Ancestry.com is closing its Utah Call Center and will Outsource All Calls to Another Company

Ancestry.com has announced the company will close its Orem, Utah, call center, lay off all the call center employees, and transfer all future calls to an outside customer contact business. The change is expected to take place in the fourth quarter of 2018.

The change will affect less than 100 local employees, according to an Ancestry.com spokesperson. Most of the individuals will be able to move into other roles at Ancestry, or with the new call center partner which is also located in Utah. The positions will all remain in the United States.

Details may be found in an article by Karissa Neely in the Daily Herald web site at: https://tinyurl.com/ycocyuem.

 

11 Comments

I’m not happy about this. The few times that I’ve had to call Ancestry over the years I received expert help with complicated problems. Will this outsourced company be able to do that?

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Another company or country? They were so-so to begin with

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Very sorry to hear this. The people at the current call center have always been very nice, knowledgeable and helpful and it has been a pleasure to talk with them. Outsourcing to a big company driven strictly by numbere, which measures performance by statistical algorithms, puts employees under unreasonable stress to complete every call within a set number of minutes in order to avoid being criticized, and this ofen results in hair trigger tempers and poor service as employees concentrate on getting the caller off the line instead of fixing their problems.

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“Work at home roles” tells me this company won’t have a dedicated “call center.” All operators will be handling calls at home. Therefore, there won’t be trained supervisors assisting operators and callers. Having overseen large call centers, this is not ideal for the customer. One would hope a central location would monitor all inbound calls to ensure quality. This seems like a loss for the consumer, and for those being laid off.

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Helloooo….They’ve been doing that like, forever….India, Pakistan…AND do NOT ask them for assistance because their standard reply is, “That’s above my paygrade”…or words to that effect….

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    Ancestry has not been out sourcing in the past. DNA is very science specific and cannot be addressed by just anyone. The same goes for the tech side of genealogy. Those not familiar with this field are useless to Ancestry users.

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How about waiting to see how it goes? I handled customer calls at home for a tech company for 10 years (not genealogy, something even more complicated). I had the training, I could answer the questions, and I knew who to consult if I didn’t.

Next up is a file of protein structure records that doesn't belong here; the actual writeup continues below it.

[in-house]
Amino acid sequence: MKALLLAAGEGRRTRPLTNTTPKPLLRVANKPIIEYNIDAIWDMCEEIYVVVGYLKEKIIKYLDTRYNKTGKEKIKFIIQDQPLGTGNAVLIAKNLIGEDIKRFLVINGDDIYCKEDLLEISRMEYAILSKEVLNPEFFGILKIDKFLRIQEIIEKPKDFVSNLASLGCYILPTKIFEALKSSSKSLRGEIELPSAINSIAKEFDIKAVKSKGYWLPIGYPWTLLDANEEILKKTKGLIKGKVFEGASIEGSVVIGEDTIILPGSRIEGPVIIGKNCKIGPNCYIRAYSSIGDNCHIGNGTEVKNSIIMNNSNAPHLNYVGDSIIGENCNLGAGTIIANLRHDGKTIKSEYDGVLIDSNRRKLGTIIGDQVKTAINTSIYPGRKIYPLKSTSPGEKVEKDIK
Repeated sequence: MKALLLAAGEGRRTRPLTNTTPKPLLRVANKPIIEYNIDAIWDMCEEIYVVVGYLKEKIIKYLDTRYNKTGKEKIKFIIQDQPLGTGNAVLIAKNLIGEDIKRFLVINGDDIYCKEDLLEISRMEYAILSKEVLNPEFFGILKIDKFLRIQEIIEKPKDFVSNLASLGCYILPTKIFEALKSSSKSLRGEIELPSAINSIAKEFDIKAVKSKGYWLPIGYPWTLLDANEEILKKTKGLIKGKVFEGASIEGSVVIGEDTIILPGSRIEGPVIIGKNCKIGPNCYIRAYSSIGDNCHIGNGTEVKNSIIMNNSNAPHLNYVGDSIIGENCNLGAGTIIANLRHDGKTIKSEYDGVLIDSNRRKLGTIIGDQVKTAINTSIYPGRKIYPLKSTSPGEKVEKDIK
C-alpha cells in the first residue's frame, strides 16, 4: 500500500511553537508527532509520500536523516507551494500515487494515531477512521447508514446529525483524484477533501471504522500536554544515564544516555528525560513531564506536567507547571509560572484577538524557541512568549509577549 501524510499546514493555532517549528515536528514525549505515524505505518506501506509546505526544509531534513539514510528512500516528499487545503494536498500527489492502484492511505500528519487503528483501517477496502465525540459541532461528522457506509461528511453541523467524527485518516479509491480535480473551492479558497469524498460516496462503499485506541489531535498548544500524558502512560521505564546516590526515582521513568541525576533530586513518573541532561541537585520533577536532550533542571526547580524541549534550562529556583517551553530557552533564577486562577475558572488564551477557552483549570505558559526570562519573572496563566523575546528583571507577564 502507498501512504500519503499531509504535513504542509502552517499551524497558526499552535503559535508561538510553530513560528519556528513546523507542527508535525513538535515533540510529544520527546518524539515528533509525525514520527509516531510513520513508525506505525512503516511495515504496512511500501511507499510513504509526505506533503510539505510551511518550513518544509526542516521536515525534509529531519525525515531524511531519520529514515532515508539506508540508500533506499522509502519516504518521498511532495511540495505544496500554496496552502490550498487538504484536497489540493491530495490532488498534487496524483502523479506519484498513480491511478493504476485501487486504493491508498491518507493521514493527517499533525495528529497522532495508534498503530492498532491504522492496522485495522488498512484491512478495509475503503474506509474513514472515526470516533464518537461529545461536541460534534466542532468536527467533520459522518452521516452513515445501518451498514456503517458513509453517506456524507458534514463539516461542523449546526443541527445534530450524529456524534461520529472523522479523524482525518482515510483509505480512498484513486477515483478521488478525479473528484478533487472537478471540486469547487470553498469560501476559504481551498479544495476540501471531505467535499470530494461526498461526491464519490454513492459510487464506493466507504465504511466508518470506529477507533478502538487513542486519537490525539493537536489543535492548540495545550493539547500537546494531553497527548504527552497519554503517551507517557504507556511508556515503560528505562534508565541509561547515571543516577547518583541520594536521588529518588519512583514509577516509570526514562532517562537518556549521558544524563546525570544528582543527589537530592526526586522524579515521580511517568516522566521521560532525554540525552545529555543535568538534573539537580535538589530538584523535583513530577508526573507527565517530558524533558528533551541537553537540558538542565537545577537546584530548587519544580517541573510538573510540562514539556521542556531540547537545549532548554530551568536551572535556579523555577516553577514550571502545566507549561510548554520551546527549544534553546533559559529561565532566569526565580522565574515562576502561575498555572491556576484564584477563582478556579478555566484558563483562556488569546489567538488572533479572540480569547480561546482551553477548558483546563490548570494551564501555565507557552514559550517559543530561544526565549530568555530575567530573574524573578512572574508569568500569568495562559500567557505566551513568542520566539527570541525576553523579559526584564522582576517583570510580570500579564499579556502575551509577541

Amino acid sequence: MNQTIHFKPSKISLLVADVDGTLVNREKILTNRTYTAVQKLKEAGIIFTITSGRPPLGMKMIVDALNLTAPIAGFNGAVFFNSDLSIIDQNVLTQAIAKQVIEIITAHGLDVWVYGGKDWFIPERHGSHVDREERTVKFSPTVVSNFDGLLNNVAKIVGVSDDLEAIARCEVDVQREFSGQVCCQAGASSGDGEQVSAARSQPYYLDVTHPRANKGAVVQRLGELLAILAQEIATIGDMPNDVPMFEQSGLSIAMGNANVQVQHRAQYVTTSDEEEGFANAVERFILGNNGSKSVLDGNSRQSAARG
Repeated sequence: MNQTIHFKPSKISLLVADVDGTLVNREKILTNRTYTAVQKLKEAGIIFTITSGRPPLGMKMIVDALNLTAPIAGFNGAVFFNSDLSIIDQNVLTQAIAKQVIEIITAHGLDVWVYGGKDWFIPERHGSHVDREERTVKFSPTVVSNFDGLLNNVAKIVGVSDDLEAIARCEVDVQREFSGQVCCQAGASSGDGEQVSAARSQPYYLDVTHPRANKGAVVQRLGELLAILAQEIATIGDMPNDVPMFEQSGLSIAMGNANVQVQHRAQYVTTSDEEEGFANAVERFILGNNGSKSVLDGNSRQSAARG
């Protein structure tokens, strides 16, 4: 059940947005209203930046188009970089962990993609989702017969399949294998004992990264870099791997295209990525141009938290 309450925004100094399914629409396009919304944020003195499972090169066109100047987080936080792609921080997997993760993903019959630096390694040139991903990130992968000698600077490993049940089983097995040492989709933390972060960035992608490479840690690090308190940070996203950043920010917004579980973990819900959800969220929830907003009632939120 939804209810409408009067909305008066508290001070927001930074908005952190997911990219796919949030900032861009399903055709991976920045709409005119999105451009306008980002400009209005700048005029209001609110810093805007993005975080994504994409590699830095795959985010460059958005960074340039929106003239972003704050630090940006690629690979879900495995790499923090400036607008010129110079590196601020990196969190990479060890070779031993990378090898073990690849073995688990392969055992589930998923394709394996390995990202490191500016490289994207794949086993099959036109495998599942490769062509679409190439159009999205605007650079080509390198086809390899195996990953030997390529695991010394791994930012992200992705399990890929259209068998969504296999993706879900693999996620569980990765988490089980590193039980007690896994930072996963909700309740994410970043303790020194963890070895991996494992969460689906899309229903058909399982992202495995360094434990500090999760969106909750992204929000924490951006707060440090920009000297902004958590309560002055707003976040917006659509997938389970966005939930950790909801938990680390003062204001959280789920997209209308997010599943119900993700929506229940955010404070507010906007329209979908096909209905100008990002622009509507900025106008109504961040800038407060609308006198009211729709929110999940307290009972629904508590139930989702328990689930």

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    Call operations without access to all records and without immediate supervision isn’t as effective as dedicated internal call centers. Based on 40 years experience

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From their Wikipedia page: “The estimated market value of Ancestry.com in 2017 was more than $3 billion.”
I think a corporation worth billions could easily afford to staff a call center here in the US, entry level pay at least $20/25/hour, full benefits, paid sick leave and paid vacations included. Not that many people can do good PR on the phone, and those who can often display super-human patience, a trait sorely needed when working with the public.
People working from home will be preoccupied with any number of things from taking care of children or pets or other family members, or baking or cooking, etc., none of which involves genealogy. Preoccupied minds make for poor customer service.
A few months ago I had to call customer service for a different corporation, the woman on the other end spoke with such heavily accented English I had to ask her to repeat what she said several times before I could understand her; she never did resolve my problem with a sensible answer, but I could tell she was reading answers from a scripted card in front of her. I finally asked where she was located, and it took me about six times (literally!) to ask her to repeat her location before I finally understood her: the Philippines.
This latest Ancestry change is one of the dumbest ideas they’ve had yet, the inconvenience to customers will be major, and the savings to their corporate bottom line will be pennies.

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Ancestry already “outsources” their website support questions to Directly.com. Directly “hires” people who work from home, when they want, and pays on a per call basis, based on a number of factors. I did some work for them earlier this year, but it was very frustrating as you do not have access to account information or the person’s tree like the corporate Ancestry help desk people do.

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I think its now time to copy my tree into my computer. is this a sign of not so great things to come . ancestry.com wasnt 100% to begin with sometimes i have to save peoples names 3 times before going in. Im frustrated

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